All encryption methods (except the one time pad) are vulnerable to decryption by statistical means when used with ASCII plaintext. OTOH, even trivial encryption of highly compressed data cannot be broken without vast amounts of encrypted messages. Interestingly, cryptographers don't seem to spend much effort on compression.
The great failing of compression methods is that they don't do a very good job at the start of a message. A solution to this would be to pre-load the compression counts and dictionary using a known dataset before starting on the message. The more similar the dataset is in form and content to the message, the better the compression.
In fact, one can regard this dataset as a key to an encryption method, for without it de-compression is impossible. Any additional encryption is purely gratuitous.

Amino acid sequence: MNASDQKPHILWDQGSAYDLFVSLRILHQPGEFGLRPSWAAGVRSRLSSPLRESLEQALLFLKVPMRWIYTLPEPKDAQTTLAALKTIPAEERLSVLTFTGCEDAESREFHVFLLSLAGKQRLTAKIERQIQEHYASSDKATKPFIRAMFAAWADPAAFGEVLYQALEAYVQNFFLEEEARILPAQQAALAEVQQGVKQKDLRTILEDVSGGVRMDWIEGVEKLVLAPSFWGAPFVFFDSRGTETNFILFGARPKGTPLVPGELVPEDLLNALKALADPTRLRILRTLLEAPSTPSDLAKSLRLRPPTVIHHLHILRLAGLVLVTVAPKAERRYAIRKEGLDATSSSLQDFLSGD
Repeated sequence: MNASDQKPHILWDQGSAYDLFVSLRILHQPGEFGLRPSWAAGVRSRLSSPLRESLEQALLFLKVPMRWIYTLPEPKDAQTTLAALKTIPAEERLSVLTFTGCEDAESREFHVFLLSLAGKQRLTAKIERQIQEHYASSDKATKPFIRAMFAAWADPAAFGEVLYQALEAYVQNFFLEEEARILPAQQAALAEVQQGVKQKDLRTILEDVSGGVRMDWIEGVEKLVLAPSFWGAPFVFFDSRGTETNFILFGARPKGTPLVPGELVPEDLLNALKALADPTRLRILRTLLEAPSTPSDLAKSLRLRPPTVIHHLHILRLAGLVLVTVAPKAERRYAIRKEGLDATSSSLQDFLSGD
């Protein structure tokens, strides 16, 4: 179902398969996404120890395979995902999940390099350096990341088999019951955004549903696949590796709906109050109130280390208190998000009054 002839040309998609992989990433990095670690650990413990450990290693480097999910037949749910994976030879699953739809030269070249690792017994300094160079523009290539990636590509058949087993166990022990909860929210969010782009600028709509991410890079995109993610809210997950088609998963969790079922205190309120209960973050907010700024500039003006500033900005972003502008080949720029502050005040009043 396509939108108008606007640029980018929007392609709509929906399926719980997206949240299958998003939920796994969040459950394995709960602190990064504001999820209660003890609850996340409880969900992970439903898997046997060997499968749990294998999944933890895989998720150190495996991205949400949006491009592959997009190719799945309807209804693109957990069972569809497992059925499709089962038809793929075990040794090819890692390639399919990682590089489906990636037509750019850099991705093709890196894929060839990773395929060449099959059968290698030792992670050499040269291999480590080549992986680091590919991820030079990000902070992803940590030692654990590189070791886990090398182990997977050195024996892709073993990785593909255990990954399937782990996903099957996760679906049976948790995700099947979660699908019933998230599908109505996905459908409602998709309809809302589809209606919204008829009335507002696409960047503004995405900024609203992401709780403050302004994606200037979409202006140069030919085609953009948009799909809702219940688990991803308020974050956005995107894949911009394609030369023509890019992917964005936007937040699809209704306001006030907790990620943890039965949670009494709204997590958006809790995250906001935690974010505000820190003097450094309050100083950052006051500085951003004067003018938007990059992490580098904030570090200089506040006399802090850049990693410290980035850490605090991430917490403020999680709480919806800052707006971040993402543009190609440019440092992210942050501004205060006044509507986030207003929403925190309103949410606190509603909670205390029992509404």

In traditional cryptography terms, the length of the key is given by the log (base 2) of the total number of files from which the dataset was chosen. For TLS purposes, one could use any file on the web as a temporary key. (This has the advantage of making a brute force attack inherently slow.)
Another useful application of compression is in creating large random numbers from semi-random data. Specifically, "random" user input by keyboard or mouse is partly random and partly predictable. Data compression would remove most of the predictable component, especially if designed for that purpose.
Data compression normally has to be able to reconstuct the original data, but that is not an object here. So information regarding character counts and match lengths (which are somewhat predictable) need not be included. Instead, one would strive to approach the information theoretical limit.